In lockdown with depression

let’s not pass the buck onto families in the aftermath of COVID-19 Commentators are beginning to suggest that in the aftermath of COVID-19, we face a pandemic of mental illness. Countering this call to arms for psychiatry, others have emphasised the importance of normalising mood changes and anxiety as a natural response to the situation. Here, we consider that while worry and fear may be normal, we do still need to prepare for the psychological aftermath of COVID-19. This is not because worry and mood change are abnormal. Rather the global health crisis followed on a decade of austerity and is likely to be followed by a recession.  Existing mental health policies and treatment options have not been working well and needed changes even before the crisis hit. We argue that the vital shift required is away from individualised approaches and responsibilisation of proximate caregivers and towards collective and family-based approaches which take social contexts fully into account. The COVID-19 pandemic has the potential to exacerbate some mental health problems in the UK and Europe while simultaneously forcing people into financially, emotionally and socially precarious situations. There is, therefore, a reason to fear that the health crisis could well become […]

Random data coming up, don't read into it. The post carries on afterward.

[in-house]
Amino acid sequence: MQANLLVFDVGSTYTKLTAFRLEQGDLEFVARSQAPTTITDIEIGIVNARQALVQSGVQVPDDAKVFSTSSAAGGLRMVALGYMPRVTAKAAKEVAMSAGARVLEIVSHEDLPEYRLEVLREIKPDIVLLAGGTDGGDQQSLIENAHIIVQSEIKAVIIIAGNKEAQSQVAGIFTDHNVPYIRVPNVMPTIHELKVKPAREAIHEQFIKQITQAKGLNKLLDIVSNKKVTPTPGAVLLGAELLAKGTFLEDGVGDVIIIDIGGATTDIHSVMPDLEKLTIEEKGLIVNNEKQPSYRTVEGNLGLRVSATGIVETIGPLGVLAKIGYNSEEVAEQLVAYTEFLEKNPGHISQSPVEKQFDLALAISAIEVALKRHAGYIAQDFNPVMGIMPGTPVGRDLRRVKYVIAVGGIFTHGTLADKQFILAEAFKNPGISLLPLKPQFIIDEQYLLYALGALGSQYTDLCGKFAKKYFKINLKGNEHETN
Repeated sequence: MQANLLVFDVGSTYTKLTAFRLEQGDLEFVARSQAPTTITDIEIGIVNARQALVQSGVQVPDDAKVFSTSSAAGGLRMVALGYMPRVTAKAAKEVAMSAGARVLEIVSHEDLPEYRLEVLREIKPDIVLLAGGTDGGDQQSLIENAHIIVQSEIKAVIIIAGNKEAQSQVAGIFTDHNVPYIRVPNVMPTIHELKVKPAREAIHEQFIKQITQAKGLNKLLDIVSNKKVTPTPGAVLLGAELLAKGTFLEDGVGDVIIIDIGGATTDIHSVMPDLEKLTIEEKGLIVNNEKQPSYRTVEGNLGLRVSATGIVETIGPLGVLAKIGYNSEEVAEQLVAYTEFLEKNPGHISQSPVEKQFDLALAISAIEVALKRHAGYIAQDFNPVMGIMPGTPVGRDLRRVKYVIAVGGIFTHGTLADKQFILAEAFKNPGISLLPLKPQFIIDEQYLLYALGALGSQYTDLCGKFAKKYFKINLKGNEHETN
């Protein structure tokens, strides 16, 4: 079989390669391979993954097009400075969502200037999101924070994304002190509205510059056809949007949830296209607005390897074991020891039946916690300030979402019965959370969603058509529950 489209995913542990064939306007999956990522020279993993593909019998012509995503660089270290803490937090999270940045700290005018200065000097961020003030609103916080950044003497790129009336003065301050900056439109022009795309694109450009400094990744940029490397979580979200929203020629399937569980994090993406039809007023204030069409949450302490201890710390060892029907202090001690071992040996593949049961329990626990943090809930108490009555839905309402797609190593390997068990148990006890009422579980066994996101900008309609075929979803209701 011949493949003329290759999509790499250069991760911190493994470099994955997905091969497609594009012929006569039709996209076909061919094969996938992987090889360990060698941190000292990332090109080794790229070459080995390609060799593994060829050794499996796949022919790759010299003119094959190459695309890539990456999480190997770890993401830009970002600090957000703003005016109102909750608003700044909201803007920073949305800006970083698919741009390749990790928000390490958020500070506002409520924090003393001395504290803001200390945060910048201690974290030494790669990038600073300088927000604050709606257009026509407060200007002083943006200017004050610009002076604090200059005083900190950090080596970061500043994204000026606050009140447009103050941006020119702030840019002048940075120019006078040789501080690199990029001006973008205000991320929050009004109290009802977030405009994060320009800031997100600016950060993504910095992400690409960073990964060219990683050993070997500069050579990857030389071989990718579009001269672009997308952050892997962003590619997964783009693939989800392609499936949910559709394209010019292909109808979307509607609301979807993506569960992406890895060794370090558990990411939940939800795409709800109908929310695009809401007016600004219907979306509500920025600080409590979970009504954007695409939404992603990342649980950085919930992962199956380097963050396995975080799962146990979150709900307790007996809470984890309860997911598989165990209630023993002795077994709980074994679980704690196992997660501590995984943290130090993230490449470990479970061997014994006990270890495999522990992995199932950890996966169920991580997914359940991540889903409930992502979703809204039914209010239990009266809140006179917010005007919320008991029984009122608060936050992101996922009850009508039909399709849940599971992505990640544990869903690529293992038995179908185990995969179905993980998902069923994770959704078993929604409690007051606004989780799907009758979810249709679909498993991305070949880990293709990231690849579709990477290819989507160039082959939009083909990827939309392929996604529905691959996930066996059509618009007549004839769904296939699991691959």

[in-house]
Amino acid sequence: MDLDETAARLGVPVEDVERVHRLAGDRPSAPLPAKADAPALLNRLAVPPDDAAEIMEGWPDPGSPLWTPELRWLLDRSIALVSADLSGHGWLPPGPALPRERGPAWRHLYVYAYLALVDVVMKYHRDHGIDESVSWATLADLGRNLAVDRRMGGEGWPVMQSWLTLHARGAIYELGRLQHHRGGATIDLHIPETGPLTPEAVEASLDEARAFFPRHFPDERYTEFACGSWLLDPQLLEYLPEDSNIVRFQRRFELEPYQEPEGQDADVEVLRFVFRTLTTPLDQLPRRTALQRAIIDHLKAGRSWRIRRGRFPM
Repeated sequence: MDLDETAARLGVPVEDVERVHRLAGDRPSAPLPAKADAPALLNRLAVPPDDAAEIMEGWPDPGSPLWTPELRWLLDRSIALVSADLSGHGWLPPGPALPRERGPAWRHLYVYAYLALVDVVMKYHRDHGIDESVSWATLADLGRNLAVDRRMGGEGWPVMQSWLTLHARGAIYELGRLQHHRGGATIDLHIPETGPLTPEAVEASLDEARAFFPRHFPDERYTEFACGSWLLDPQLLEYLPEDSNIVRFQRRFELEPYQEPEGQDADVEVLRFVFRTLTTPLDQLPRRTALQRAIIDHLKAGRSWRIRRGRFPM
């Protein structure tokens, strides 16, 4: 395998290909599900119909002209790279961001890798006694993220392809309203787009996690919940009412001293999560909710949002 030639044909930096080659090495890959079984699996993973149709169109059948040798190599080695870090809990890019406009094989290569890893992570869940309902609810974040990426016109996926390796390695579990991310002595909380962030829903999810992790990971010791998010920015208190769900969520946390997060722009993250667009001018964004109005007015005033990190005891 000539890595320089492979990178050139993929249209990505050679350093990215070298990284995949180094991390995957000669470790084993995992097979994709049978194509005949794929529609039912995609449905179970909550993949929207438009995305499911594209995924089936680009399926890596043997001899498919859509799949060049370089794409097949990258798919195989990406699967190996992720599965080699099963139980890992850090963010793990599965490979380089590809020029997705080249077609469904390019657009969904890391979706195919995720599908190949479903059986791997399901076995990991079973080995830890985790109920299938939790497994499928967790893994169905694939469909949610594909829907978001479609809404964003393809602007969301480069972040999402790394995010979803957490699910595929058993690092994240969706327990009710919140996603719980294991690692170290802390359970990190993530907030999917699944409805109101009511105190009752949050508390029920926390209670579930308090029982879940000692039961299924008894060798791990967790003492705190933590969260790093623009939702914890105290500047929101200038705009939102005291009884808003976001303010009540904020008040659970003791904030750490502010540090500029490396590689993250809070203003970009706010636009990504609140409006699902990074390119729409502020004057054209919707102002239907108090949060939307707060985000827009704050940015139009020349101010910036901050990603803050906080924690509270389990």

Author: Simon Carter | Source

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